If we double click into this passage we can see the ontological centerpiece of what he is saying. First off, he is appealing to the “inner self” or “kardia” (v.1). He is establishing first the fact that dying is not the end, it is not stopping and it is not the end of his kingdom nor his work. Theologically, the true self, the inner self, is the eternal, lasting self that is made in Gods image, that has existed with God from the foundations of all existence.
Jesus is opening up the disciples minds to a reality that their religion hadn’t fully considered. At best, they believed in Sheol (resting place of the dead) where they would be “gathered to their fathers” but never have they considered eternally dwelling in divine union with Yahweh as part of His very Being. To be fair it’s a hard thing to consider, thus Jesus exhorts them to “Believe in God, believe also in me.”
(As a side note, this differentiates the Christian faith from Eastern traditions where death is seen as a drop of water joining an ocean. In Eastern traditions, that means the end of the “drop”.) By contrast, this is telling us that we each maintain our unique ontological identity as distinct, yet within God. “My Father’s house has many rooms.” The abiding place of God cannot be completely other than himself. Thus the Presence of God is the abiding place of God. Jesus is about to really build on this theme in the coming verses within this chapter. Christ is “with the Father” or “in the Father” and his admonishment to the disciples is that they will be with Christ, in the Father and that he is ensuring that by making a place, providing each their own dwelling in God.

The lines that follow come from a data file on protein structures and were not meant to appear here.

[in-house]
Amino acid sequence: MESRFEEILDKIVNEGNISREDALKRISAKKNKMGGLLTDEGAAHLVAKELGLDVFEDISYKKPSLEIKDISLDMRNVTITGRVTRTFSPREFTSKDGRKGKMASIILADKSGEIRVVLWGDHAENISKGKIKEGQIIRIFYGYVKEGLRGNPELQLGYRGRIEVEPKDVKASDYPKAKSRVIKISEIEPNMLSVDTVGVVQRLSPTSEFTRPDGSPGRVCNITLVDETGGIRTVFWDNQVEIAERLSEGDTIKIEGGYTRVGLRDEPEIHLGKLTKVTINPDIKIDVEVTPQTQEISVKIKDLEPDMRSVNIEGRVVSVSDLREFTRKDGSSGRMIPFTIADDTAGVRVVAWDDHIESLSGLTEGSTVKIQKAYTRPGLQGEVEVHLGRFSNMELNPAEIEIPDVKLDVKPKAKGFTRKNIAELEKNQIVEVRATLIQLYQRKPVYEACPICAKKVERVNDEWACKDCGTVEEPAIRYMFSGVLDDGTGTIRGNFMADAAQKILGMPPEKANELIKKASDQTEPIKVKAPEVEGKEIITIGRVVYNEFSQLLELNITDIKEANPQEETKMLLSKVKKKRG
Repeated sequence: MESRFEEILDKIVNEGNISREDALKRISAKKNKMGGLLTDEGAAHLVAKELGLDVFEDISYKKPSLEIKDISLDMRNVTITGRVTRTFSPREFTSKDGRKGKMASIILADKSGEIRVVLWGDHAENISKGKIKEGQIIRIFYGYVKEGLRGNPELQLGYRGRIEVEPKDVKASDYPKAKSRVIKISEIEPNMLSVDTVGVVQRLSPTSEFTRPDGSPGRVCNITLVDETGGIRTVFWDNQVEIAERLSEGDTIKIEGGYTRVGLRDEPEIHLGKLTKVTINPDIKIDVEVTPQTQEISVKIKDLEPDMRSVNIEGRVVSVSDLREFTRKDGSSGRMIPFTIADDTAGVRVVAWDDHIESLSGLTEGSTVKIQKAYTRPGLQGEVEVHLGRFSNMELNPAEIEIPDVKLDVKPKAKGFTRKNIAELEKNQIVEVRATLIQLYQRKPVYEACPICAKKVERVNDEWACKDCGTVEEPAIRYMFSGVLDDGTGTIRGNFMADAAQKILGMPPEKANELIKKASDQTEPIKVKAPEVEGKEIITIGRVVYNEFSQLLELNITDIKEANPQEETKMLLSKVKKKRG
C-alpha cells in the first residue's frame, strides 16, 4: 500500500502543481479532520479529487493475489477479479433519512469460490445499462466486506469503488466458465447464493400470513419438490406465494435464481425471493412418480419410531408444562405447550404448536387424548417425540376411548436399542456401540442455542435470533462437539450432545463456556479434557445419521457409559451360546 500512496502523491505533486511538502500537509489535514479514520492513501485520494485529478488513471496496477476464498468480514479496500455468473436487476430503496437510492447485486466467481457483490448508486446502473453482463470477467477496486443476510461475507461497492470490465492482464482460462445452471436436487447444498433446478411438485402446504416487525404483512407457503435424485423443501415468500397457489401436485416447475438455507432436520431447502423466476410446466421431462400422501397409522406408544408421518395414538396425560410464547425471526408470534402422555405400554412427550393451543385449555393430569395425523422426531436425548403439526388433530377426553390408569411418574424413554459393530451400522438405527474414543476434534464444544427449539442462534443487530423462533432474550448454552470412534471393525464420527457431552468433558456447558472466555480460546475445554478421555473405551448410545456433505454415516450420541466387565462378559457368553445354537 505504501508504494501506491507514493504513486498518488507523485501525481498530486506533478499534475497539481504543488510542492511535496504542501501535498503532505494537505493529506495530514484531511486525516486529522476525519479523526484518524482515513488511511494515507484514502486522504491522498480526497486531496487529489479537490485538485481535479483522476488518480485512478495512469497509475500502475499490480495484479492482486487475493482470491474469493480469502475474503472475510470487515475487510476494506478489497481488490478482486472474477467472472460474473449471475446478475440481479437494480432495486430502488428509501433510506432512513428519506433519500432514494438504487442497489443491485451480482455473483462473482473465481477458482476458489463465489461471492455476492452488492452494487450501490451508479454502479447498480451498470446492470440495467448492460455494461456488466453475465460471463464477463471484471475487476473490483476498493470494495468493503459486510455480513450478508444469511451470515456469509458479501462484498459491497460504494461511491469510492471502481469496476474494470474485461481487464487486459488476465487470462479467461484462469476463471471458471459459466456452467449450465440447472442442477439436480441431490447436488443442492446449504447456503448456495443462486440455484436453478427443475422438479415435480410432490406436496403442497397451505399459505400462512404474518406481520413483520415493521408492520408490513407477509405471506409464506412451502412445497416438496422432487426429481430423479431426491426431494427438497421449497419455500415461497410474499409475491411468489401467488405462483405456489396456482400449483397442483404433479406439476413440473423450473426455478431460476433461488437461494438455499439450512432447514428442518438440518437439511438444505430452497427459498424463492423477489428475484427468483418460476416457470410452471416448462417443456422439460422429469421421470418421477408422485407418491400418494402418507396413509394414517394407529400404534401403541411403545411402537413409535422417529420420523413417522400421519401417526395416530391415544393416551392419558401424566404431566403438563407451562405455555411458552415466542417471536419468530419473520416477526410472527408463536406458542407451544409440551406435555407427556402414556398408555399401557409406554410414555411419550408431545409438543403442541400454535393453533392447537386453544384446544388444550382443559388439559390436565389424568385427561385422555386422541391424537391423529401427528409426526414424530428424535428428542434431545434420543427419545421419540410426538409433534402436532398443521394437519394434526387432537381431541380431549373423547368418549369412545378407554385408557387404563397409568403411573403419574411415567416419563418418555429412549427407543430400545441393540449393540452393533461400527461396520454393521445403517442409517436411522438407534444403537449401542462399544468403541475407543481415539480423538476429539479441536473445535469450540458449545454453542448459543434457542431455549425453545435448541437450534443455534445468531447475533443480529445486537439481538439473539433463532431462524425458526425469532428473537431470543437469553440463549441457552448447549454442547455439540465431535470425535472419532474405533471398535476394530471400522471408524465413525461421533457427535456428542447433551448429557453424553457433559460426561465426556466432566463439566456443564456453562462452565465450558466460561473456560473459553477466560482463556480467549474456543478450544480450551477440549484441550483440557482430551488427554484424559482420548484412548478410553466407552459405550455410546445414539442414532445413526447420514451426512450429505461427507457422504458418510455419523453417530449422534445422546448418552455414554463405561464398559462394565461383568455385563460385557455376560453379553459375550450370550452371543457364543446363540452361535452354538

Our Ontological center can only be in God. This is why John Calvin, in his institutes, taught that the search for God and the search for ones self are indistinguishable. Every search for ones self is ultimately a Theological pursuit, even if we fail to recognize it at first. To not know God is to not know ones self.
Jesus clearly knows he will be killed at the hands of Religion and State. He knows it’s unavoidable, and he knows that it isn’t the end, but that it is a doorway through which union with his spiritual Father is not limited by the constraints of human flesh. When Jesus tells his disciples that “they know the way…” he is referring to the fact that they know they will also have to die to follow him. In going where he is going, we likewise must experience this physical decline and death, but the promise is that this is not our end either. Interestingly, there is mass agreement among people that life goes on after death.
This Spiritual union is inclusive, “many rooms” (monai pollai) the nominative sense means this is a present, ongoing, active adjective describing the dwelling of God. Still no discussion of Heaven as Church history, Hollywood, or poets have described it. While divine union is clearly Heaven, what is described here is the naked essential reality. Divine union is Ultimate Reality, not what is seen or experienced here on earth. Yet this is accessible here and now, just not fully or perfectly experienced.
Today we’ve seen how the first five verses of this passage set up Thomas’s question to Jesus: “How can we know the way to where you are going?” If we miss this vital set up, we will follow church history along one of it’s greatest and most long-standing misinterpretations of scripture.